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Old 01-14-2012, 07:03 PM   #21
homebrewedipa's Avatar
Aug 2010
Posts: 44

Originally Posted by meatwad View Post
Would you mind explaining the tax benefits in detail? I don't really understand this part of it...seems to be worth exploring.
I don't think "benefit" is the right term. They're likely using it as a tax determination vessel. Legally, since you are taxed by the volume of beer you produce, you must transfer the beer to a specifically measured vessel to record the total taxable volume prior to selling the beer. A lot of this is up to local/state laws/regulations.

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Old 01-16-2012, 04:07 PM   #22
Bob's Avatar
Nov 2007
Christiansted, St Croix, USVI, US Virgin Islands
Posts: 3,927
Liked 142 Times on 105 Posts

Originally Posted by Paulgs3 View Post
The only thing that cures chill haze is patience and by then everything settles out anyway while cold crashing...So I stopped wasting time and money on filtering.
Well...true, but only partly.

Patience is not the only thing that cures chill haze. Technique in the brewhouse to prevent haze-precursor formation in the first place is the method I recommend. Patience is what you practice when you screw up in the brewhouse, take your beer through the ferment, pour a serving, look at it and say, "Damn. Chill haze."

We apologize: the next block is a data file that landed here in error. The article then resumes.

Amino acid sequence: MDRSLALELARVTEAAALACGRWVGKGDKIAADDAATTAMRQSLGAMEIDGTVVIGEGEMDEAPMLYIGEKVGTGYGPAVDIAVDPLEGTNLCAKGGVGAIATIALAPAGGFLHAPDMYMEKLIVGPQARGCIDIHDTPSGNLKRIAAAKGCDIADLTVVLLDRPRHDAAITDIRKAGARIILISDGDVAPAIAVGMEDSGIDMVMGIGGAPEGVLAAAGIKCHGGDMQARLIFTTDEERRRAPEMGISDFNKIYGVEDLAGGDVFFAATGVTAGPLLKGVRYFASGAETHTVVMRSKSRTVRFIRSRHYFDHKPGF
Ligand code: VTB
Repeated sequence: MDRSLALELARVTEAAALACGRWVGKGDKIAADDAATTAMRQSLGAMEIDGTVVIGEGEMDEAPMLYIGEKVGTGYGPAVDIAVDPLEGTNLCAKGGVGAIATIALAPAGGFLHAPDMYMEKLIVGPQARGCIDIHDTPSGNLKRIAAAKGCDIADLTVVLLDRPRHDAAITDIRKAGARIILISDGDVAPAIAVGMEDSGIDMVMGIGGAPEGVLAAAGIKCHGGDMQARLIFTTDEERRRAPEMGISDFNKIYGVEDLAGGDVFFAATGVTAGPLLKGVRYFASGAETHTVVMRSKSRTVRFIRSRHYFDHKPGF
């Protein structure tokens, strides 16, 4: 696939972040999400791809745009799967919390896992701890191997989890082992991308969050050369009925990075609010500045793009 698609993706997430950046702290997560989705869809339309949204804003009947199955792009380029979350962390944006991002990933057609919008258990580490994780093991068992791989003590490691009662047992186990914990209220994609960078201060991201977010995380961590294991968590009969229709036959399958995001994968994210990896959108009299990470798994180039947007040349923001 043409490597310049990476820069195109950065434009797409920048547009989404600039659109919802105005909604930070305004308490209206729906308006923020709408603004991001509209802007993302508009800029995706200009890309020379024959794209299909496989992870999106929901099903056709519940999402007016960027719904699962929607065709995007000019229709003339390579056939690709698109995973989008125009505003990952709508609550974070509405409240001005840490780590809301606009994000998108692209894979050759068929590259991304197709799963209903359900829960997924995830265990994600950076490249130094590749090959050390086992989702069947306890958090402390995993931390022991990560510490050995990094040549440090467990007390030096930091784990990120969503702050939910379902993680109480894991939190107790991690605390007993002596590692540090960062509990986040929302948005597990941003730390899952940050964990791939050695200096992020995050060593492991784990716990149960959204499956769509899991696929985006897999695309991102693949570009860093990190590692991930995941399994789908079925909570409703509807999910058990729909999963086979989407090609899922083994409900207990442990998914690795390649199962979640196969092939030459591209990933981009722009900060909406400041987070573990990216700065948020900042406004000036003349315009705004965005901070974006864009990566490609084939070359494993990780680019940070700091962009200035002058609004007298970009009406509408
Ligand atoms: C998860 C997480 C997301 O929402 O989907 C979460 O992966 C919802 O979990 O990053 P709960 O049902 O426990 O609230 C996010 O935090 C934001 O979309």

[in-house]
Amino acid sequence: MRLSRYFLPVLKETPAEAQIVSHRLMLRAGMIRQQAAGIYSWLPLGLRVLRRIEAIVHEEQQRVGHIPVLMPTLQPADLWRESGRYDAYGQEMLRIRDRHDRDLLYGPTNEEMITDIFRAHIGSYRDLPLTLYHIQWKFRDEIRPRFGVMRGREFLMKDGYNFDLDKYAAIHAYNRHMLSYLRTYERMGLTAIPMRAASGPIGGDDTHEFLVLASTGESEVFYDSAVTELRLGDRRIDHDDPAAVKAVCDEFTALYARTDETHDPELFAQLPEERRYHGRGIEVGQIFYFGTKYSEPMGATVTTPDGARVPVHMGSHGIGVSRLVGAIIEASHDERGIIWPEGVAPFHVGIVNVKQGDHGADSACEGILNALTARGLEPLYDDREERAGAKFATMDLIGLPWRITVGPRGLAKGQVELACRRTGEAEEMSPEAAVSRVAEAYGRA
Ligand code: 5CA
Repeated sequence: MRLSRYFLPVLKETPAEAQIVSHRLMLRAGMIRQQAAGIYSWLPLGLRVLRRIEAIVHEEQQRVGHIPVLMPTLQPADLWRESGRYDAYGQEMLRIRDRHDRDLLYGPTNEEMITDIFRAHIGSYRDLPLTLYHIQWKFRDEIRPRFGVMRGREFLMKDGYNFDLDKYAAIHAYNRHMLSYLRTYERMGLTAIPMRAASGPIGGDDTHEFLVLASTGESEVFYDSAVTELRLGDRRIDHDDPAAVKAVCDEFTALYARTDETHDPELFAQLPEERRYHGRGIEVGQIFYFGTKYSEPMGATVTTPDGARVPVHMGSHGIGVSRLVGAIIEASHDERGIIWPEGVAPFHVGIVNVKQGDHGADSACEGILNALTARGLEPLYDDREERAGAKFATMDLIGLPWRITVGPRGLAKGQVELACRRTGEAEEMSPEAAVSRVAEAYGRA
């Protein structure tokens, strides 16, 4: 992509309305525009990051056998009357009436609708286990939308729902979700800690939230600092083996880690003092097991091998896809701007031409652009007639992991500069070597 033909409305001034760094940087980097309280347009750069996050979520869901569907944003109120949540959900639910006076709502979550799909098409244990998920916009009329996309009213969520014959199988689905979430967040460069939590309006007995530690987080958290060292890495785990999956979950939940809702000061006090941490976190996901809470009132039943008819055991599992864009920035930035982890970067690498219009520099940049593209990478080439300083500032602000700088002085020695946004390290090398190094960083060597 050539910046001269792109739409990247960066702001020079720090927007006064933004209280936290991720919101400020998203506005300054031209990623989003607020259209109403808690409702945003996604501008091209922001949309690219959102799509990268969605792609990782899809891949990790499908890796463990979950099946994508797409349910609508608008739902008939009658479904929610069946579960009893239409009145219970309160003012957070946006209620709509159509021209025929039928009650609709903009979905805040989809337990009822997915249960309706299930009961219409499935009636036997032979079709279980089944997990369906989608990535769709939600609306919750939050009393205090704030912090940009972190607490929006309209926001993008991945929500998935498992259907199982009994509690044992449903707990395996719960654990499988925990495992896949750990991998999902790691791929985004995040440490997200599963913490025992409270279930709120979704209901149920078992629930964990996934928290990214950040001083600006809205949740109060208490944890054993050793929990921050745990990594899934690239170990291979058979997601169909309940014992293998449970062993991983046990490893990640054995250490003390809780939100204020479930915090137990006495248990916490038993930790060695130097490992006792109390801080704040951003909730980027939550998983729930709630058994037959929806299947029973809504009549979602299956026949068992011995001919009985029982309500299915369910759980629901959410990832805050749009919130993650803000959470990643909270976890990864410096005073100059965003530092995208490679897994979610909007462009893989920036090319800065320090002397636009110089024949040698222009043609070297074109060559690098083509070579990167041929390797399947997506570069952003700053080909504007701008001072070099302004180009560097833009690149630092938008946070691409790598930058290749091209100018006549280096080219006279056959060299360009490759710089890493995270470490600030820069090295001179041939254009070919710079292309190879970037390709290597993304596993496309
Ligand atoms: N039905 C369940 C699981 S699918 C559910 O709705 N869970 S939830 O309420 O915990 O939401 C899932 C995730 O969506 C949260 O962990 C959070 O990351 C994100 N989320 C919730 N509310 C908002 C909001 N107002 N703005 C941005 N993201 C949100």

If you practice brewing techniques designed to reduce chill-haze precursors, you don't need patience.

Note to the wise: Avoid using absolute terms like "always" "only" and "never". Lord knows I've been guilty of that myself.

Fort Christian Brewpub
St Croix, US Virgin Islands

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Old 05-26-2012, 05:00 PM   #23
Jun 2010
Fayston, VT
Posts: 201
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slightly OT, but does anyone know at what temp they would generally force carb, and how long it takes in the brite tanks?

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Old 05-26-2012, 05:20 PM   #24
OG2620's Avatar
Jan 2008
Monmouth, Maine
Posts: 255
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Originally Posted by Cliff897 View Post
Well if no other reason motivated them I should think the enormous stored energies from any pressurization would be a serious limiting factor.

The load that One PSI would produce on a vessel surface of a paltry 1000 Sq inches is a thousand pounds. The fermenters are huge, so they have a hell of a lot of square inches. Trying to build a vessel as large as a commercial fermenter that can be rated for even a lousy few PSI would be a crippling cost undertaking.

It'd have to be like three inches thick. More probably, and reinforced with external buttressing.
Have you ever been on a brewery tour?

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